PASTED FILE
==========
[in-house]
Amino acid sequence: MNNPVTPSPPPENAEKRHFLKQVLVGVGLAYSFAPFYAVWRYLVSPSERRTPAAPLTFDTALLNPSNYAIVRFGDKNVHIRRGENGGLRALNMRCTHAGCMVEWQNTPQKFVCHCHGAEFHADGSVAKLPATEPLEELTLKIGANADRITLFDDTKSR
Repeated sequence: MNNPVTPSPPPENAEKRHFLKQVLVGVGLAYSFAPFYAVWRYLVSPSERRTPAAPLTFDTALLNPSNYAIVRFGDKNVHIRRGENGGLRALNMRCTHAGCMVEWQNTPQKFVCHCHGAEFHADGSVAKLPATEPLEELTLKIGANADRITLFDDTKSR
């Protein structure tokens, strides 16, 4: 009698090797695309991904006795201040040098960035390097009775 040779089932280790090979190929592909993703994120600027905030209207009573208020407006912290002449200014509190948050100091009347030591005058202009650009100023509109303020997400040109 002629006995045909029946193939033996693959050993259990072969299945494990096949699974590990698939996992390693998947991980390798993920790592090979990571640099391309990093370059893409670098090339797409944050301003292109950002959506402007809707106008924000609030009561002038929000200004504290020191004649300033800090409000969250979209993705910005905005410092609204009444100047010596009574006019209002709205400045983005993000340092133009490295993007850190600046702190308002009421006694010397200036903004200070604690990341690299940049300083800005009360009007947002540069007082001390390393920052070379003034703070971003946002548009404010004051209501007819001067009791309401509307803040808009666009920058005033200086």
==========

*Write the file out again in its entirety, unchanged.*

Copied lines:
[in-house]
Amino acid sequence: MNNPVTPSPPPENAEKRHFLKQVLVGVGLAYSFAPFYAVWRYLVSPSERRTPAAPLTFDTALLNPSNYAIVRFGDKNVHIRRGENGGLRALNMRCTHAGCMVEWQNTPQKFVCHCHGAEFHADGSVAKLPATEPLEELTLKIGANADRITLFDDTKSR
Repeated sequence: MNNPVTPSPPPENAEKRHFLKQVLVGVGLAYSFAPFYAVWRYLVSPSERRTPAAPLTFDTALLNPSNYAIVRFGDKNVHIRRGENGGLRALNMRCTHAGCMVEWQNTPQKFVCHCHGAEFHADGSVAKLPATEPLEELTLKIGANADRITLFDDTKSR
């Protein structure tokens, strides 16, 4: 009698090797695309991904006795201040040098960035390097009775 040779089932280790090979190929592909993703994120600027905030209207009573208020407006912290002449200014509190948050100091009347030591005058202009650009100023509109303020997400040109 002629006995045909029946193939033996693959050993259990072969299945494990096949699974590990698939996992390693998947991980390798993920790592090979990571640099391309990093370059893409670098090339797409944050301003292109950002959506402007809707106008924000609030009561002038929000200004504290020191004649300033800090409000969250979209993705910005905005410092609204009444100047010596009574006019209002709205400045983005993000340092133009490295993007850190600046702190308002009421006694010397200036903004200070604690990341690299940049300083800005009360009007947002540069007082001390390393920052070379003034703070971003946002548009404010004051209501007819001067009791309401509307803040808009666009920058005033200086």